I was sure – so very sure – that I would love Eau Duelle. It had everything going for it, including Diptyque and the notes listed. And yet I didn’t love it. I wasn’t going to bother with L’Artisan Coeur de Vétiver Sacré because it’s … vetiver, right? Then I found out it wasn’t really vetiver and my interest increased (while everyone else’s diminished. I’m anticipating lots of bottles up for swap).
In the meantime I was going to punt L’Artisan Traversée du Bosphore entirely, because I was sure I’d loathe it. Bertrand Duchaufour and I have a … murky relationship, as exemplified by Timbuktu and his Eau d’Italie oeuvre, although I loved Nuit de Tubéreuse. But a fragrance embracing the gaggingly sweet confection of Turkish delight, as Bosphore is supposed to? That dampened my ardor right quick. Notes are apple, pomegranate, tulip, iris, leather, saffron, Turkish delight accord (rose, lemon, pistachio), vanilla, musks.
I threw it into the order cart anyway. Then, one night, after I’d tried everything else … I glared at it awhile and then put some on.
Can we rewind for a second and shift our eyes up a few lines and look at that notes list again? Apple, pomegranate, Turkish delight accord, vanilla? Doesn’t that sound like instructions for a mulled alcoholic drink you’re going to be very sorry you consumed? I kept imagining those notes floating on top of the Duchaufour old-vase-water miasma, and the thought was not encouraging. But I like to suffer for my art, and now you are asking yourself, for the love of Pete, would you get to the point? Okay, I will.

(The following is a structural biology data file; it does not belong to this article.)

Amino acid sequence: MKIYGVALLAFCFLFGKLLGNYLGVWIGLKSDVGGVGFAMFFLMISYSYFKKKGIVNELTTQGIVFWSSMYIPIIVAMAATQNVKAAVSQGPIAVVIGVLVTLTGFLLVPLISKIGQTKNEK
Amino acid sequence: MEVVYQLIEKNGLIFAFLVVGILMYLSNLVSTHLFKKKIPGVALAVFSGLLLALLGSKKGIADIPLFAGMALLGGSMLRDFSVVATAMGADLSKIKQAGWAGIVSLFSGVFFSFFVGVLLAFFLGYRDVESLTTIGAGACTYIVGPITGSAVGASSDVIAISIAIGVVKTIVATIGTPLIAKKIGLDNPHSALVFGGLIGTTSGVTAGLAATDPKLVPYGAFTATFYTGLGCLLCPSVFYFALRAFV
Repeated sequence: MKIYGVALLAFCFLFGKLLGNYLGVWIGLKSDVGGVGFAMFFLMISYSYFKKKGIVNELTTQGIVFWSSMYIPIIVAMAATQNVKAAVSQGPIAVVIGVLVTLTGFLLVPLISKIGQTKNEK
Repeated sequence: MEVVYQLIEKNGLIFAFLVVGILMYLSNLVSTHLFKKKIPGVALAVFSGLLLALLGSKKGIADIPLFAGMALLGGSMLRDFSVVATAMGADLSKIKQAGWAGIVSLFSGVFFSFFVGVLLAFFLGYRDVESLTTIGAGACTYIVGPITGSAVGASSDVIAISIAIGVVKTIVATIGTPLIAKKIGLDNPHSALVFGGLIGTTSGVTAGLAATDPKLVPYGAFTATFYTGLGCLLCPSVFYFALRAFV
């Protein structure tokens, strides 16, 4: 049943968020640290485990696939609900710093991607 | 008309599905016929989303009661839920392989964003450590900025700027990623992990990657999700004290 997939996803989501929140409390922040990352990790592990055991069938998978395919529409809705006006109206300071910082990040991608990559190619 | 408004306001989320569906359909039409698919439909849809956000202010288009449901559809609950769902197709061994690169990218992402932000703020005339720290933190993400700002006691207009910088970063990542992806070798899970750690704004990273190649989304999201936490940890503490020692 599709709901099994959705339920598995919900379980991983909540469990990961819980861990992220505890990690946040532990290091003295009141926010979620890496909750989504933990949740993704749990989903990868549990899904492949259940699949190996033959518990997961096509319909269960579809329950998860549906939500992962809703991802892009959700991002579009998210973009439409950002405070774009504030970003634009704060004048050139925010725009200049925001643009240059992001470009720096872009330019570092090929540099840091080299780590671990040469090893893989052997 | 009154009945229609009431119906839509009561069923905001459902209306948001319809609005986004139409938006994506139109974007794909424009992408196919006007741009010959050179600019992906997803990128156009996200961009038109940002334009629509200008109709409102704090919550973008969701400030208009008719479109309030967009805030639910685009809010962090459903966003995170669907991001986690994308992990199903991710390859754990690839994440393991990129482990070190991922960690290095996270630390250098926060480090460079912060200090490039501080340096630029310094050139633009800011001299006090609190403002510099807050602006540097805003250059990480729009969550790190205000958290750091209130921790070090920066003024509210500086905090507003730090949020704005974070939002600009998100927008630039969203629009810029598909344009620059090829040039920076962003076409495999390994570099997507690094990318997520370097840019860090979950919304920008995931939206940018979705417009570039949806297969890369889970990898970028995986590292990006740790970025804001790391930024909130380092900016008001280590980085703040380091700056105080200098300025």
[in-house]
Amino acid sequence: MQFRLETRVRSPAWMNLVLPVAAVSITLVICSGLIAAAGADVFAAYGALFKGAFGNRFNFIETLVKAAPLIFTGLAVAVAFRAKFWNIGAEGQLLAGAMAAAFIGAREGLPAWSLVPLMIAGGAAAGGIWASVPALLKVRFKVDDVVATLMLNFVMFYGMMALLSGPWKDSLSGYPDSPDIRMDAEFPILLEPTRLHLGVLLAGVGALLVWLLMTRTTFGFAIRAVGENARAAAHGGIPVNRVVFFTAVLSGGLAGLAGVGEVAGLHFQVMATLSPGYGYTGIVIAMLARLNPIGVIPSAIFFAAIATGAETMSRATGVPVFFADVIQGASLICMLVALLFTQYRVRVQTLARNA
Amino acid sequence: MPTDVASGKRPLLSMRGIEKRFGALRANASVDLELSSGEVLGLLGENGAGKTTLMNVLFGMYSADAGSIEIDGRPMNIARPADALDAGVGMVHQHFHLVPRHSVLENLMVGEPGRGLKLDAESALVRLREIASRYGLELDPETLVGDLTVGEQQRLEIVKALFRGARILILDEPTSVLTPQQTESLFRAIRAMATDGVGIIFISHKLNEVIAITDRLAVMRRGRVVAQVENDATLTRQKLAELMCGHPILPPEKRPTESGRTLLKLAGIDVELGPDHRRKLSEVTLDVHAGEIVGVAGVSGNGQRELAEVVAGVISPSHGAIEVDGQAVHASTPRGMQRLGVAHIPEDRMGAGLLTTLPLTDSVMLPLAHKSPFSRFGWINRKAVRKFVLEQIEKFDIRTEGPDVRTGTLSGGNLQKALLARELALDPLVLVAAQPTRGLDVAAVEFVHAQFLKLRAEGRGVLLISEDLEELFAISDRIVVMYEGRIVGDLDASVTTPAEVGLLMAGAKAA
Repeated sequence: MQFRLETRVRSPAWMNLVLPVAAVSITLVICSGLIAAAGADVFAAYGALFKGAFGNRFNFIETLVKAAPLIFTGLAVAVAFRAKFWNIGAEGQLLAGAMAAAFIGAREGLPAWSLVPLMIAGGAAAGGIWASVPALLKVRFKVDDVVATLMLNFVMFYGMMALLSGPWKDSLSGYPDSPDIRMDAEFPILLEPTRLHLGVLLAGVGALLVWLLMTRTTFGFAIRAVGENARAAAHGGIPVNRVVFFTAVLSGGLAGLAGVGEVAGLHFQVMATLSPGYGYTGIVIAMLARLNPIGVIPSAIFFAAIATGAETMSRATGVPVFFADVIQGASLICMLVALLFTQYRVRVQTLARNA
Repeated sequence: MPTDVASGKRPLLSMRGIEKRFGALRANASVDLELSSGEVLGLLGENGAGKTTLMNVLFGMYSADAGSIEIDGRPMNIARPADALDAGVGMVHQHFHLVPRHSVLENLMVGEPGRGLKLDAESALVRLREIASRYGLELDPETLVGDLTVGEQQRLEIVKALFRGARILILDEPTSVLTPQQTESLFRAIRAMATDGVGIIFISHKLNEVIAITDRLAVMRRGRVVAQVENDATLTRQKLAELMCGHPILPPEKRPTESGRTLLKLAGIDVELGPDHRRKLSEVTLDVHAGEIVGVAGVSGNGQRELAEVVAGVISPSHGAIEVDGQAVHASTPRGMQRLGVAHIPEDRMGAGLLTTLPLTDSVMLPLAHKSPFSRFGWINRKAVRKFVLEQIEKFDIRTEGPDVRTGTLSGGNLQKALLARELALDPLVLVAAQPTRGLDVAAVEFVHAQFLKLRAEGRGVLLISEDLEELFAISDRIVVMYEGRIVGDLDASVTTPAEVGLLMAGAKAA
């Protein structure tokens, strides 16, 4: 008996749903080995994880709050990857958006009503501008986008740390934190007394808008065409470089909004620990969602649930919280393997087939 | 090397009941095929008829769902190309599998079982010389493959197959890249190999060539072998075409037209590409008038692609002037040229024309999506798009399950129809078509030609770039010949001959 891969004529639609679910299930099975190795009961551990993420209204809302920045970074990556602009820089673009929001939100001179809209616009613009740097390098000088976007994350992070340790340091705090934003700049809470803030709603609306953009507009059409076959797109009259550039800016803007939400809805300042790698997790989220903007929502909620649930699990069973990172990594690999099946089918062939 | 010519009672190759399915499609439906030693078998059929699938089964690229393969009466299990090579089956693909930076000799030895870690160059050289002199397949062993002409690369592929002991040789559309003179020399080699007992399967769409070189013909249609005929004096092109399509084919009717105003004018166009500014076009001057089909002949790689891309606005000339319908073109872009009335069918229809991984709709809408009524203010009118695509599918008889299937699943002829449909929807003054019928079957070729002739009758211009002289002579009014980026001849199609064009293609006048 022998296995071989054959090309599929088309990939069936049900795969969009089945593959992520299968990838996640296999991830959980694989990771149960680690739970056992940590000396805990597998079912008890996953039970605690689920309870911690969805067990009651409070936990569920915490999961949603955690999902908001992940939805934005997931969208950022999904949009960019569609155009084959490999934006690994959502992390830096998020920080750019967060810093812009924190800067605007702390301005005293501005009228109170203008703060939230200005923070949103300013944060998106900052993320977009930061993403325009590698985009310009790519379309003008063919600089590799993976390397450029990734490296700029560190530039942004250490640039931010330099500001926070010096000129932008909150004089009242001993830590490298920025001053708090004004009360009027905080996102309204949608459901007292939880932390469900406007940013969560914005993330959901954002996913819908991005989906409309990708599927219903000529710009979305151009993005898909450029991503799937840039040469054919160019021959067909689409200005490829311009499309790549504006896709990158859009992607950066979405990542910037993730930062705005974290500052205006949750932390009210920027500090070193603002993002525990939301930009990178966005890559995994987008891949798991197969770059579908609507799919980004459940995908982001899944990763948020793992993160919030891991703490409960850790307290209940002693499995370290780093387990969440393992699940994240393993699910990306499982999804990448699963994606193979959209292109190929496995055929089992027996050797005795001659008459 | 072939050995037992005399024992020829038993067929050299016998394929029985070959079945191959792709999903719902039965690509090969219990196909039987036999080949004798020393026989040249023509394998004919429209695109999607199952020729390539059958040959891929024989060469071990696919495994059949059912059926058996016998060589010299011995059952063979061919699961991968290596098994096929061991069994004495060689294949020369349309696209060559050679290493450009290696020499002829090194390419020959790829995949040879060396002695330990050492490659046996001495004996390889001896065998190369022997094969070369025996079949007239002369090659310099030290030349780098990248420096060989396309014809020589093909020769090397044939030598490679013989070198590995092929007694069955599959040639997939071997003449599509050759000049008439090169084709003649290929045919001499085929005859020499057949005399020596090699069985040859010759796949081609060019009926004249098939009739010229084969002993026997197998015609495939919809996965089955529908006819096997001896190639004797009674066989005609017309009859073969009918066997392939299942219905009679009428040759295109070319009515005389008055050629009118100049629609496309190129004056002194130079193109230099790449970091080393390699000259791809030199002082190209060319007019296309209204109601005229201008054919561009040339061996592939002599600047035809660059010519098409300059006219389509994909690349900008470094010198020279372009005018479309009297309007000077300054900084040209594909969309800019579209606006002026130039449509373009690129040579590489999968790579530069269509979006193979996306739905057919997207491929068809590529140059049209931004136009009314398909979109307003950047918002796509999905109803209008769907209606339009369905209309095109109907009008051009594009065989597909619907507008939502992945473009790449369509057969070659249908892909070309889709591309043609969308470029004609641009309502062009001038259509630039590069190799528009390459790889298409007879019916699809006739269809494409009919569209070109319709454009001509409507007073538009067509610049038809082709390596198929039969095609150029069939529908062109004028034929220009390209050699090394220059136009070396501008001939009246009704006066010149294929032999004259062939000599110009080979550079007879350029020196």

The most striking thing initially is the transparency of the scent – anyone expecting a Serge-style riff on rahat loukoum is in for a surprise. How you manage to add light, heat and lift to those top notes is beyond me, but I guess that’s why BD’s the man, right? It’s sweet but not cloying, smooth but not dense, dry rather than powdery. I sat there for five minutes, nose glued to my wrist (no doubt with a look of shock on my face). The sweetness is joined to a slightly bitter leather note. And there it stays, transparently sweet and faintly bitter, rose against saffron, fruit against leather, until it fades slowly away a few hours later.
I tried it on against Cuir de Lancome, really the only thing I could think of that it reminds me of. Of course, side by side they seem far more different than similar. Cuir’s definitely more powdery – it smells like the inside of a ladies’ leather handbag with some expensive cosmetics. Bosphore’s a step in the gourmand direction without being “foody,” and fruit-ish without being fruit-y. Cuir is also one unified smell while Bosphore maintains two tracks – that bitter leather note versus the delicate sweetness of the apple-tobacco-loukoum. And it is delicate – diaphanous, one of those scents that seems to radiate from the skin rather than sit on top of it. Next to Bosphore, Cuir de Lancome is almost raucous.
I’ve already spoken with a few people who find it too tepid — too vague or doughy or evanescent. Me? I’m enchanted.
image of Turkish delight: loukoummania.com